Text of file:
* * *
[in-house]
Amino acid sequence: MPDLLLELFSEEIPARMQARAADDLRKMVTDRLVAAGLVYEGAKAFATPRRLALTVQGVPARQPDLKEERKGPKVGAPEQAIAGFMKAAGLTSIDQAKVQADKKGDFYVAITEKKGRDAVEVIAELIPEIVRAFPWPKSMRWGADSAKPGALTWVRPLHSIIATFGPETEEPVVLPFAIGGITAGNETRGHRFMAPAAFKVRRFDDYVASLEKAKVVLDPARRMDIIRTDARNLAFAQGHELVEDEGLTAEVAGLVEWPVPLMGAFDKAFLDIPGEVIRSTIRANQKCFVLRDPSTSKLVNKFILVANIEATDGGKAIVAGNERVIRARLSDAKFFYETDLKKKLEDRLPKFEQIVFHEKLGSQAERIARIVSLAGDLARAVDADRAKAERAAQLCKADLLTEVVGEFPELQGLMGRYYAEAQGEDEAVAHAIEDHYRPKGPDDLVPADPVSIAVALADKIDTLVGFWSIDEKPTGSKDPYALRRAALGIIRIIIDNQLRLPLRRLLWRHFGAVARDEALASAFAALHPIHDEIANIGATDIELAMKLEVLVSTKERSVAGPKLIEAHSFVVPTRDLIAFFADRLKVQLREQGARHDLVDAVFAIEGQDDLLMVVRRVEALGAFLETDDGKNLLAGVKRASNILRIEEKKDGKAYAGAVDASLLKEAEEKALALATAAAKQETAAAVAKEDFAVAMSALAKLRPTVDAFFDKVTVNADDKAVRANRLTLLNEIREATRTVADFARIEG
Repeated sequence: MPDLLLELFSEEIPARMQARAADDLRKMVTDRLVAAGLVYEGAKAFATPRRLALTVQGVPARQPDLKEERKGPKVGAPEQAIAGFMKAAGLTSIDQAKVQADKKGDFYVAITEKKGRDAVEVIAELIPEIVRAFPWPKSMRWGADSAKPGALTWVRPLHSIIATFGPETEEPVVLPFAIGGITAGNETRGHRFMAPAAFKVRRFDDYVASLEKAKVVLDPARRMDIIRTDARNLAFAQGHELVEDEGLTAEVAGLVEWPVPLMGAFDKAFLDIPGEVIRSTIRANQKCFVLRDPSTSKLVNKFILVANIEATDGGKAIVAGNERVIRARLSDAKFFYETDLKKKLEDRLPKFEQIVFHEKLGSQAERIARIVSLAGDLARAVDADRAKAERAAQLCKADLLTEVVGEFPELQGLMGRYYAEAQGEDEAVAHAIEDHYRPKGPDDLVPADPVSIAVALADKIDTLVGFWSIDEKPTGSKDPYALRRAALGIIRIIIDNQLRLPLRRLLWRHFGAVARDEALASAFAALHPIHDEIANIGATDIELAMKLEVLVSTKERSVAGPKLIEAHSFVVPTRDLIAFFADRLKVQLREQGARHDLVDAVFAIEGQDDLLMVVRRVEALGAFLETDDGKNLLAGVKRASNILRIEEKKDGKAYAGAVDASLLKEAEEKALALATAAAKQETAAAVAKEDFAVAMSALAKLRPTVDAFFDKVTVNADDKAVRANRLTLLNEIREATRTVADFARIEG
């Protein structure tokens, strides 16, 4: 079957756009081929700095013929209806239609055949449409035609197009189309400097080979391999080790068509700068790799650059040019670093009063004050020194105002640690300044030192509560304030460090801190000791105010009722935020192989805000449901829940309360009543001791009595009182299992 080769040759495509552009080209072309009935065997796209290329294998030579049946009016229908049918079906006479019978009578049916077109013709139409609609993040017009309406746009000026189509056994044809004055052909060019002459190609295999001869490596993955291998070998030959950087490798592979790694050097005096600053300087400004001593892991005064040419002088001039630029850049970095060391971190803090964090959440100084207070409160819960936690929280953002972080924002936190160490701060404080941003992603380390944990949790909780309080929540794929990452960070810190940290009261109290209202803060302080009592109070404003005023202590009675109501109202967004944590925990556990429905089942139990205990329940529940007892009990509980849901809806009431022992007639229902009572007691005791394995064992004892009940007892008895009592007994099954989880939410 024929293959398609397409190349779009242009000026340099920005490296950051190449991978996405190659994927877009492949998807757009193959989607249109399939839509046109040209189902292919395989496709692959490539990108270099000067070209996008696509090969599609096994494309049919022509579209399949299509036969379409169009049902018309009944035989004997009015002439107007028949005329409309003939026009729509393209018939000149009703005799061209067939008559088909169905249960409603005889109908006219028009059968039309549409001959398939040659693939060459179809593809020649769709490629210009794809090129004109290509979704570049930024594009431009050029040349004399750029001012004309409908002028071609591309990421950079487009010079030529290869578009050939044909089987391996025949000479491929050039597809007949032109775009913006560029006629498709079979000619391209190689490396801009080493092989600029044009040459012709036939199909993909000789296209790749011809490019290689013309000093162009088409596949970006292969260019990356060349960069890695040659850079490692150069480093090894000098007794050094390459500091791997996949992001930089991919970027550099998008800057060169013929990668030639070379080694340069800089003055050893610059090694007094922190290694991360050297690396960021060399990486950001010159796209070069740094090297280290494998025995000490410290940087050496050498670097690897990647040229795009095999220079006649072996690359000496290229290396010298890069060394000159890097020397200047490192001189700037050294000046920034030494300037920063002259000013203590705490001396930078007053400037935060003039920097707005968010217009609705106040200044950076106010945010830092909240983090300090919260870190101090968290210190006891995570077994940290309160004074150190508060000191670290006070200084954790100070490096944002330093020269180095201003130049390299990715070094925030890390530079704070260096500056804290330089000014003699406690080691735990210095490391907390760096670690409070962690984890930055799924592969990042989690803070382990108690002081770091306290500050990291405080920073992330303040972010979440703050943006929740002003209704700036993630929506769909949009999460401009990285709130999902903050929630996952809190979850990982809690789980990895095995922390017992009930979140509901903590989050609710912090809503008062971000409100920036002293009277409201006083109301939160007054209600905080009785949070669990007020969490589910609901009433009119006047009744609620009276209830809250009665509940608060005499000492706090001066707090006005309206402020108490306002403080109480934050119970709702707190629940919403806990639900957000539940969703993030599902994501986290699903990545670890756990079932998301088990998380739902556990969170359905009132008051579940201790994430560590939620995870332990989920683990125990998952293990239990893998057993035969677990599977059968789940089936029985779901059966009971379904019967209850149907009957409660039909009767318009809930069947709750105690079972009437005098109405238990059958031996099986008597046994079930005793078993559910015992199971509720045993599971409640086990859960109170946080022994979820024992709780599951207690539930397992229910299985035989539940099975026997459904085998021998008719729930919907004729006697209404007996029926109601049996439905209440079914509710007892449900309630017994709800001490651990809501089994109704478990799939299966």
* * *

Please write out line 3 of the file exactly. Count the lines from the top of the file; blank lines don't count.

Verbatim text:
Repeated sequence: MPDLLLELFSEEIPARMQARAADDLRKMVTDRLVAAGLVYEGAKAFATPRRLALTVQGVPARQPDLKEERKGPKVGAPEQAIAGFMKAAGLTSIDQAKVQADKKGDFYVAITEKKGRDAVEVIAELIPEIVRAFPWPKSMRWGADSAKPGALTWVRPLHSIIATFGPETEEPVVLPFAIGGITAGNETRGHRFMAPAAFKVRRFDDYVASLEKAKVVLDPARRMDIIRTDARNLAFAQGHELVEDEGLTAEVAGLVEWPVPLMGAFDKAFLDIPGEVIRSTIRANQKCFVLRDPSTSKLVNKFILVANIEATDGGKAIVAGNERVIRARLSDAKFFYETDLKKKLEDRLPKFEQIVFHEKLGSQAERIARIVSLAGDLARAVDADRAKAERAAQLCKADLLTEVVGEFPELQGLMGRYYAEAQGEDEAVAHAIEDHYRPKGPDDLVPADPVSIAVALADKIDTLVGFWSIDEKPTGSKDPYALRRAALGIIRIIIDNQLRLPLRRLLWRHFGAVARDEALASAFAALHPIHDEIANIGATDIELAMKLEVLVSTKERSVAGPKLIEAHSFVVPTRDLIAFFADRLKVQLREQGARHDLVDAVFAIEGQDDLLMVVRRVEALGAFLETDDGKNLLAGVKRASNILRIEEKKDGKAYAGAVDASLLKEAEEKALALATAAAKQETAAAVAKEDFAVAMSALAKLRPTVDAFFDKVTVNADDKAVRANRLTLLNEIREATRTVADFARIEG